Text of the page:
Cattle farmers currently considering their worming strategy for
the 2006 grazing season must now put the emphasis firmly on maintaining
economic growth, says Schering-Plough Animal Health.
"Worming strategy this season must put the emphasis on economic
growth", says Autoworm manufacturer Schering-Plough Animal Health.
With the removal of headage payments, it now makes financial sense
to keep young grazing cattle growing as fast as possible towards
an earlier finish - any first season growth setbacks due to worms
will be costly, the company points out.
“It’s now crucially important that worming regimes
keep the worm challenge low enough throughout the full grazing
season to avoid growth checks,” stresses livestock veterinary
adviser Paul Williams.
For optimum efficacy, he advises producers to make sure their
wormer offers a uniformly long period of grazing cover for all
the different economically-important worms, not just one species. “To
be effective, worming regimes must also follow product manufacturer
guidelines to the letter, deliver a financial return, be easy-to-manage
and allow natural immunity to develop so that wormers are not needed
for older cattle,” he maintains.
Schering-Plough, manufacturers of Autoworm - the only pulse product
that automatically worms cattle every three weeks against all the
important worm species - has developed a six-point effective worming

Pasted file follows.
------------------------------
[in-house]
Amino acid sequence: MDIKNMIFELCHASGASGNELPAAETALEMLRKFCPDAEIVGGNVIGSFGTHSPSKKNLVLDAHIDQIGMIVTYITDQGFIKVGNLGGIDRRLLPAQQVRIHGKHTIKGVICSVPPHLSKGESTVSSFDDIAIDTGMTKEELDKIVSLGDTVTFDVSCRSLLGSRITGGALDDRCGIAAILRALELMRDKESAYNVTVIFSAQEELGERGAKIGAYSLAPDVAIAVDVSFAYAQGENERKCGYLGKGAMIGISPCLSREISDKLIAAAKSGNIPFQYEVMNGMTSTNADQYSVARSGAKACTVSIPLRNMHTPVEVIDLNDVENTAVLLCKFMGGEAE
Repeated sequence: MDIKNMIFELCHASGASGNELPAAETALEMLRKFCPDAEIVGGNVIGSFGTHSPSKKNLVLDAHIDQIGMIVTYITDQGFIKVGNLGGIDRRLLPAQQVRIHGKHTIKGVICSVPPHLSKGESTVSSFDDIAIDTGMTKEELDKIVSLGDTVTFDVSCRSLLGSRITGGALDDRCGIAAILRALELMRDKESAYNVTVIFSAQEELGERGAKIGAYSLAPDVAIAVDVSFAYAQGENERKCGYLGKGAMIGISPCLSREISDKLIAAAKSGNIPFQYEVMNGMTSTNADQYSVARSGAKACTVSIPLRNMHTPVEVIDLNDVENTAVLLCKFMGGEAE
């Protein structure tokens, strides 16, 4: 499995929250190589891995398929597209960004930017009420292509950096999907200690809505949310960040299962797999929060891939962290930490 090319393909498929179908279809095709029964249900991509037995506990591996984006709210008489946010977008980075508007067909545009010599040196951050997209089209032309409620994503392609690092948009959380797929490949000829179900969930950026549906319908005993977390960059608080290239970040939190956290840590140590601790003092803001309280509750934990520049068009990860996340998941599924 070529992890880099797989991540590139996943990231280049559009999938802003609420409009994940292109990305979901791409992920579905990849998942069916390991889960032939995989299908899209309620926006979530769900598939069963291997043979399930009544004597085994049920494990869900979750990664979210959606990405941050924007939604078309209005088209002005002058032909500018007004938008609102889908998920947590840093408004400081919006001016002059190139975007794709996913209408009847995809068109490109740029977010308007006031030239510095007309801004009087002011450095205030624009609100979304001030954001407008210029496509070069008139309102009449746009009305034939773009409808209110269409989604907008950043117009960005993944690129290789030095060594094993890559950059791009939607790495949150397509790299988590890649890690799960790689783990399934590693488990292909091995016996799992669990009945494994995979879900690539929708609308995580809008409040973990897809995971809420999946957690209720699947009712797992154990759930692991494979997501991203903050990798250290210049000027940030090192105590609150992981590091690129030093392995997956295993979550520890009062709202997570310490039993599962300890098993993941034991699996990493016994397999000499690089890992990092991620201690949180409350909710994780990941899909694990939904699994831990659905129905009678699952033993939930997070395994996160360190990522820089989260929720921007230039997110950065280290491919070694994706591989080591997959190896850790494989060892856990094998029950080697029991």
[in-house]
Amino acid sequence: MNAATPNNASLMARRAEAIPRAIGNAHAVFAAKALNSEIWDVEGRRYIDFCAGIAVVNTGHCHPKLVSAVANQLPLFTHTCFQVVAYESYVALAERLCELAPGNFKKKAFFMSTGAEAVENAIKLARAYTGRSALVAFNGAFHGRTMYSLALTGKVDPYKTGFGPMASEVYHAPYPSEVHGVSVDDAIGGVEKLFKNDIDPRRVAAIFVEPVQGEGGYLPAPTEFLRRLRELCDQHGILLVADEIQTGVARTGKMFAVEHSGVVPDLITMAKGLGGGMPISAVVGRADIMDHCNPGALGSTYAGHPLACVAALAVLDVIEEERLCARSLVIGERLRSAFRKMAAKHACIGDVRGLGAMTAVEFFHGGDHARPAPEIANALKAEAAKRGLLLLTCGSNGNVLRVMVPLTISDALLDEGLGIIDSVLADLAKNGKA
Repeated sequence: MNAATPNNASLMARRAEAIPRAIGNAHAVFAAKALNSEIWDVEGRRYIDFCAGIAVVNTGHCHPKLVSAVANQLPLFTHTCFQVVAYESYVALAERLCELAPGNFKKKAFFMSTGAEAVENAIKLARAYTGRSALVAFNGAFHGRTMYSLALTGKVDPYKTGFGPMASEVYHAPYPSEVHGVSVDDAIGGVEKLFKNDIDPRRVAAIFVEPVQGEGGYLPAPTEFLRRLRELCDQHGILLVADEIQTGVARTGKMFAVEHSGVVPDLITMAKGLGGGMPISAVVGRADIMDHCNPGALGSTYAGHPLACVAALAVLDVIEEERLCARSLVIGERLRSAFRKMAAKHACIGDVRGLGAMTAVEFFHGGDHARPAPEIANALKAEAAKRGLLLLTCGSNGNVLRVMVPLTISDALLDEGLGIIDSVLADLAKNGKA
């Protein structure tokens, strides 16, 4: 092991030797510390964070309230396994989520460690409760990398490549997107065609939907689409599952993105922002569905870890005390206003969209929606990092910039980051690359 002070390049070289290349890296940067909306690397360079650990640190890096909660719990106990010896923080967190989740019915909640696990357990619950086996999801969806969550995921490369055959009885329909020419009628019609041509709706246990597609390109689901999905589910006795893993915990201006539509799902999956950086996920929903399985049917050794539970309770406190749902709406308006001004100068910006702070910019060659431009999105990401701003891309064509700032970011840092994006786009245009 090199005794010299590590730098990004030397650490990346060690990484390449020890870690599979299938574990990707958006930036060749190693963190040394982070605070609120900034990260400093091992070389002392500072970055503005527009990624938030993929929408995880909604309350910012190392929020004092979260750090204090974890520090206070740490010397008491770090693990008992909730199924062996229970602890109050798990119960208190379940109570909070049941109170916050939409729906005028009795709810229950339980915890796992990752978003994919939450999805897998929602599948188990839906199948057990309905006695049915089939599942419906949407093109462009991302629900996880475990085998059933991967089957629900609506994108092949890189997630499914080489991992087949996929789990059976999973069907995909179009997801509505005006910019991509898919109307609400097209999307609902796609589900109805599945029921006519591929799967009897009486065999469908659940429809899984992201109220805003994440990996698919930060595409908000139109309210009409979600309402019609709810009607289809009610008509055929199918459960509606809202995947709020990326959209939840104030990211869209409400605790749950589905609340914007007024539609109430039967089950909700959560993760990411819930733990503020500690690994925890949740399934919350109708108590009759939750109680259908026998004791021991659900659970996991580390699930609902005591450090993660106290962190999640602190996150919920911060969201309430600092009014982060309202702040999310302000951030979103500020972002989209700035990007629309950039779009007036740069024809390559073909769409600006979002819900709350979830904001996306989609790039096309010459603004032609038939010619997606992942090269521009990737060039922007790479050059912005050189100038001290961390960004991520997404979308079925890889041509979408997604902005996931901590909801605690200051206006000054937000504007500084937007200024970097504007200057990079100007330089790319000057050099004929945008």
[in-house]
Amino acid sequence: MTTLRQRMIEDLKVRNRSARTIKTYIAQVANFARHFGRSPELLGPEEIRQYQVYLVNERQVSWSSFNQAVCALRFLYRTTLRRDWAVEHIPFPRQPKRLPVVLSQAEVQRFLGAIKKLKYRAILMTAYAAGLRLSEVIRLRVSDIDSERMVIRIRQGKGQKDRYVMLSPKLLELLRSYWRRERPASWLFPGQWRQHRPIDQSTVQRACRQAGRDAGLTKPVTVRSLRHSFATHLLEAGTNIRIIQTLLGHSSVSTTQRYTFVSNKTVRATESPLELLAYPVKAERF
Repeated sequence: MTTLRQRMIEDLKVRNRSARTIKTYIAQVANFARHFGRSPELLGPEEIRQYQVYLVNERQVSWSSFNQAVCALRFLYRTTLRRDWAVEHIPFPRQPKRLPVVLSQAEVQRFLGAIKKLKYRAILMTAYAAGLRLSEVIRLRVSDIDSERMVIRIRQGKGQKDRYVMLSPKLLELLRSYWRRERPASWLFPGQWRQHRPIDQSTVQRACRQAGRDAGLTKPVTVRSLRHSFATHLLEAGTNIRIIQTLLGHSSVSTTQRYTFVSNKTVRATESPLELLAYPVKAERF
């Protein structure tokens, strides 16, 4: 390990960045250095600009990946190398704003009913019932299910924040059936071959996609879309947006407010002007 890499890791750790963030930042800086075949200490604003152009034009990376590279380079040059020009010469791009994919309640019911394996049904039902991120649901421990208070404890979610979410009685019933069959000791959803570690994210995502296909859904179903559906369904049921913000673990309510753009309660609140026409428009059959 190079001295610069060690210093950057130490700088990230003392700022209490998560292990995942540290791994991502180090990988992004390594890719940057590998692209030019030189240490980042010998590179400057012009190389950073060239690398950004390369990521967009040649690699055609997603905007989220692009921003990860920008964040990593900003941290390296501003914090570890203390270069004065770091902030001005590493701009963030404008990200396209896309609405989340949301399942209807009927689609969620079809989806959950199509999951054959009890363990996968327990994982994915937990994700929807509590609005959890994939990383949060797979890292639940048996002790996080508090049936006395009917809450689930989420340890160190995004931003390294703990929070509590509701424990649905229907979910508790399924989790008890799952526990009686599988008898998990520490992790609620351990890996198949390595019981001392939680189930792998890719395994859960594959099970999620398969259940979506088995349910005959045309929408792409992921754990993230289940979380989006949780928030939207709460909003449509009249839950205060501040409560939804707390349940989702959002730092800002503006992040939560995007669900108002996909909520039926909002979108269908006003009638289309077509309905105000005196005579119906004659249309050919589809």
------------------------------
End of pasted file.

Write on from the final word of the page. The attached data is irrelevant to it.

plan for the 2006 grazing season. “The aim is to help farmers
choose the right worming strategy for economic cattle growth,” Paul
1. Make sure your wormer is effective against all the major worms
that are a threat to UK cattle during the grazing season. It
should kill all the common economically important gut worms (Ostertagia,
Cooperia, Trichostrongylus and Nematodirus) and lungworm (Dictyocaulus).
2. Some wormers have different periods of protection for different
worm species. Check that your wormer provides extended, uniform
cover against all key worms known to cause problems on UK farms.
3. Make sure the wormer dosage frequency provides the optimum
of a worming dose three weeks after turnout to prevent the re-cycling
of worm larvae, followed by subsequent three-weekly doses to keep
breaking the 21-day worm cycle and prevent the development of disease.
4. Ask your supplier if your usual wormer allows some level of
exposure to worms so that the animal can develop natural immunity.
5. Understand the labour implications for your chosen worming
system and make sure you can guarantee to administer all the
required treatments when they are due. If you can’t, the
worming regime will not maximise growth rates. If the system
requires handling after turnout, make sure you will have the
6. Unless you are truly set-stocking, your worming regime needs
to be able to cope with flexible grazing systems and the introduction
of new stock to pastures, which may increase the worm challenge.
For Cash This Grazing Season
Protect heifers from
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